The Info List - Central New York Military Tract

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The Military Tract of Central New York, also called the New Military Tract, consisted of nearly two million acres (8,100 km2) of bounty land set aside to compensate New York's soldiers after their participation in the Revolutionary War. The Province of New York
Province of New York
(predecessor of the U.S. state) had already guaranteed each soldier at least 100 acres (0.4 km2) at the end of the war (depending on rank), but by 1781, New York had enlisted only about half of the quota set by the U.S. congress and needed a stronger incentive. The legislature authorized an additional 500 acres (2 km2) per soldier, using land from 25 Military Tract Townships to be established in central New York State. Each of the townships was to comprise 100 lots of 600 acres (2.4 km2) each. Three more such townships were later added to accommodate additional claims at the end of the war. The United States Congress
United States Congress
approved in 1789, and the arrangement became final in 1799. The townships were at first numbered (1 through 28), but were later given (mostly) classical Greek and Roman names, along with the Carthaginian general Hannibal, and a few honoring English authors:

Lysander Hannibal Cato Brutus Camillus Cicero Manlius Aurelius Marcellus Pompey Romulus Scipio Sempronius Tully Fabius Ovid Milton Locke Homer Solon Hector Ulysses Dryden Virgil Cincinnatus Junius Galen Sterling

The tract covered the present counties of Cayuga, Cortland, Onondaga, and Seneca, and parts of Oswego, Tompkins, Schuyler and Wayne. Most of these township names are reflected in current town names in these counties, but the area of the military townships do not correspond exactly with any of the modern towns, which only cover a fraction of the original townships. The names themselves have been attributed to Robert Harpur, a clerk in the office of New York's Surveyor General, Simeon De Witt. Harpur apparently had an interest in classical literature. Townships were as far as geographically feasible made up of a 10x10 square of mile-square (640-acre [2.6 km2]) lots; 40 acres (16 ha) were used for boundary roads, leaving 600 acres (2.4 km2) to be deeded in each lot. Ninety-four lots in each Township were to be deeded, with the other six reserved for public purposes such as churches and schools. The portion of the Military Tract north of Seneca Lake (i.e. townships of Galen and Junius) was divided by the New Preemption Line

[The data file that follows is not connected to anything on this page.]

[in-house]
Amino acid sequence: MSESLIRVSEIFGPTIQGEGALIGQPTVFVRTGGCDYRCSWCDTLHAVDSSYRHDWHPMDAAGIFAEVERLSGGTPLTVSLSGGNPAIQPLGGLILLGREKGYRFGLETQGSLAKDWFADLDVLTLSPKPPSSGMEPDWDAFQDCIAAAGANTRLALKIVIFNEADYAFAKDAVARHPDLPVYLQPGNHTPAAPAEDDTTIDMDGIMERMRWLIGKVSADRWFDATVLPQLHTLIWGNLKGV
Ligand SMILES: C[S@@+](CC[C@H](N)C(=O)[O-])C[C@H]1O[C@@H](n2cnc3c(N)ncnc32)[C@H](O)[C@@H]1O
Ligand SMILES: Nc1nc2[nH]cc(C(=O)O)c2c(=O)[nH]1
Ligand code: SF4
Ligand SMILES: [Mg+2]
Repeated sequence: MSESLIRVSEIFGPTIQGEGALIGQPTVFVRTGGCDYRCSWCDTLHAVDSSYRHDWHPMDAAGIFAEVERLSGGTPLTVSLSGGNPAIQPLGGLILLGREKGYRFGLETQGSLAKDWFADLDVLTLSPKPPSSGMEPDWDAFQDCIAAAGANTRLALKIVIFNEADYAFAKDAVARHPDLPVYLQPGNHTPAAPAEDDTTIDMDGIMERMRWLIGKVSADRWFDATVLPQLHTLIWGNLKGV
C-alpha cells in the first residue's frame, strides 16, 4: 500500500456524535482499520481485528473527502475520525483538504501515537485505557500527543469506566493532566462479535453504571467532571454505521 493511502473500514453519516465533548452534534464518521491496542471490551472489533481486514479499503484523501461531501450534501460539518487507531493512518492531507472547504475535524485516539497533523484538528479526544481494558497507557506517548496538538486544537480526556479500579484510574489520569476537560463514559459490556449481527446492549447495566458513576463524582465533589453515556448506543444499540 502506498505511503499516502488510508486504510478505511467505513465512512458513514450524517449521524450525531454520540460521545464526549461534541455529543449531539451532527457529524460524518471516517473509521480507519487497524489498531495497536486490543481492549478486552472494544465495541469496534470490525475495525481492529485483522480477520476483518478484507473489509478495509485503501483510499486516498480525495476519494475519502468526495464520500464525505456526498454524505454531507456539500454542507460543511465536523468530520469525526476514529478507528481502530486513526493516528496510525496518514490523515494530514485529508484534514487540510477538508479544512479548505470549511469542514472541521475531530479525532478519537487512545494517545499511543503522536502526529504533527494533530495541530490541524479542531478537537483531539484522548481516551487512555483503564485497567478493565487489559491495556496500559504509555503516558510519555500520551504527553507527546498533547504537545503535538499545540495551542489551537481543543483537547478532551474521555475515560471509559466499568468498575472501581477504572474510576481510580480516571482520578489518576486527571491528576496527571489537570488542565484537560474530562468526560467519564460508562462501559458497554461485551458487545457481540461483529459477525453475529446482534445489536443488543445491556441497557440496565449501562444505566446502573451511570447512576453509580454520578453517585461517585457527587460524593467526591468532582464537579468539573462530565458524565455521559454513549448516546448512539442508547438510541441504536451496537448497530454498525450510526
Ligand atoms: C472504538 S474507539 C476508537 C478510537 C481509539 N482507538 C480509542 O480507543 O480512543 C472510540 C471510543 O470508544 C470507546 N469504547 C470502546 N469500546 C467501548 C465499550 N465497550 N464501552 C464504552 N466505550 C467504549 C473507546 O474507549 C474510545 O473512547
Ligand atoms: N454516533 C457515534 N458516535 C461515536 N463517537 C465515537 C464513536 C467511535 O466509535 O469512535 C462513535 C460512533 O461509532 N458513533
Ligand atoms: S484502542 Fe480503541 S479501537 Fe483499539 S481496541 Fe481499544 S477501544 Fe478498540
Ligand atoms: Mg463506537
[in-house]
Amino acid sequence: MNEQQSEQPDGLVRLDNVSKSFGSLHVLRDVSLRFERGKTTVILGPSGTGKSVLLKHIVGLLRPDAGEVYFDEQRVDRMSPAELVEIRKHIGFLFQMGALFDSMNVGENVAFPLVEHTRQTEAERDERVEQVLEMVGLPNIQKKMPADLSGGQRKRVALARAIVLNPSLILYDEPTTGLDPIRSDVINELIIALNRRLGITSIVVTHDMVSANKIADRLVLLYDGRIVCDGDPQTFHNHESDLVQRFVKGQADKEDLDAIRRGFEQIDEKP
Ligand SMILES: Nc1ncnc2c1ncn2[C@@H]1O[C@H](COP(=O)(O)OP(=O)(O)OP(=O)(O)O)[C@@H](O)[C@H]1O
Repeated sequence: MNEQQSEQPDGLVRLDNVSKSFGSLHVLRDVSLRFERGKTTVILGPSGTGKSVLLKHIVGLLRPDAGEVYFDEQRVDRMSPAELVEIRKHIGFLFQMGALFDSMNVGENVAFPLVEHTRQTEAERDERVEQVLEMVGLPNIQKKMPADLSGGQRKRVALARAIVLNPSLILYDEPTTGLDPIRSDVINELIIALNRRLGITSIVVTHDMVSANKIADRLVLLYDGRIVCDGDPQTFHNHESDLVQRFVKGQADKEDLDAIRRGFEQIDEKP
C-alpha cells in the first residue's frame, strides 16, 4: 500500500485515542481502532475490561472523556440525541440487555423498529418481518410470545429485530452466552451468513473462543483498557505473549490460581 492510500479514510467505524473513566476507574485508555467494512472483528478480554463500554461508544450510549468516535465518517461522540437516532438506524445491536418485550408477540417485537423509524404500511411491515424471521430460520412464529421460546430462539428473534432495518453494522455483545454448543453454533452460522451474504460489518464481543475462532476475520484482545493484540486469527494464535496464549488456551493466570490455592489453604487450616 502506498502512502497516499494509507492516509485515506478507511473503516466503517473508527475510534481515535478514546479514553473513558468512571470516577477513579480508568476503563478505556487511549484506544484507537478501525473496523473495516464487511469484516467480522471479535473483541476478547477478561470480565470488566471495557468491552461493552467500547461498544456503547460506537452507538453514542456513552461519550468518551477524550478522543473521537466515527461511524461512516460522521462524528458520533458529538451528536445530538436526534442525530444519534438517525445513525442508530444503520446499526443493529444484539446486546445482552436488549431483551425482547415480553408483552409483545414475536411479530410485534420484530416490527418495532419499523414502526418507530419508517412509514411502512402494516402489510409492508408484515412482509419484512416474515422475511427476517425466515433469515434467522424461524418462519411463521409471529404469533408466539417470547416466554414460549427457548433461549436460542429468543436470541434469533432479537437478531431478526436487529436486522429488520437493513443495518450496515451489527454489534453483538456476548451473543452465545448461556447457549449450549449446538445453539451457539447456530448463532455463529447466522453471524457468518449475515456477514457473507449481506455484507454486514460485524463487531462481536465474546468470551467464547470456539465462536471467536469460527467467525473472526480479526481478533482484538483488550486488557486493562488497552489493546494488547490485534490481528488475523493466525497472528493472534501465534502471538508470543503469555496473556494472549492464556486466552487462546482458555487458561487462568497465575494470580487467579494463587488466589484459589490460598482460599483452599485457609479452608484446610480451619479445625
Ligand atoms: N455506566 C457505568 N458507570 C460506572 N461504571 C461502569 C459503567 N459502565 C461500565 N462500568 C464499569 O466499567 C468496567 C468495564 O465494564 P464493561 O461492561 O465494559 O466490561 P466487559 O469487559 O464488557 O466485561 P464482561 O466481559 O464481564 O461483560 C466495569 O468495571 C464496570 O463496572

Preemption Line
from land to its west assigned by the Treaty of Hartford of 1786 to Massachusetts. The tract immediately to the west became the Phelps and Gorham Purchase. The west limit of most of the tract was Seneca Lake. Two Indian reservations were included in the Tract, for the Onondaga and Cayuga. All of the Cayuga and most of the Onondaga (including the City of Syracuse) were taken a few years later by New York State by treaties whose legality has been repeatedly challenged, since following the Trade and Intercourse Act of 1790 only the United States could conclude treaties with Indians. Timeline[edit]

March 20, 1781: New York legislature authorizes a military tract as part of law to raise its quota of regiments October 19, 1781: Cornwallis surrenders, end of Revolutionary War July 25, 1782: approximate boundaries (to be surveyed) of original 25 townships established by NY legislature September 3, 1783: Treaty of Paris: Peace settlement with Great Britain September 12, 1788: Treaty of Fort Stanwix: Onondaga Indian title to the military tract was extinguished – Onondaga Indian Reservation created February 25, 1789: Treaty at Albany: Cayuga Indian title to the military tract extinguished – Cayuga Indian Reservation created 1789: Military tract surveyed July 3, 1790: Names given to the first 25 townships at a meeting of the Commissioners of the Land Office of New York, chairman Governor George Clinton 1791: Lots drawn and assigned to settlers 1791: Name given to Township 26 (Junius) by Commissioners 1792: Name given to Township 27 (Galen) by Commissioners 1795: Name given to Township 28 (Sterling) by Commissioners 1799: Deadline to settle

External links[edit]

Names of Townships in the Military Tract History of The Military T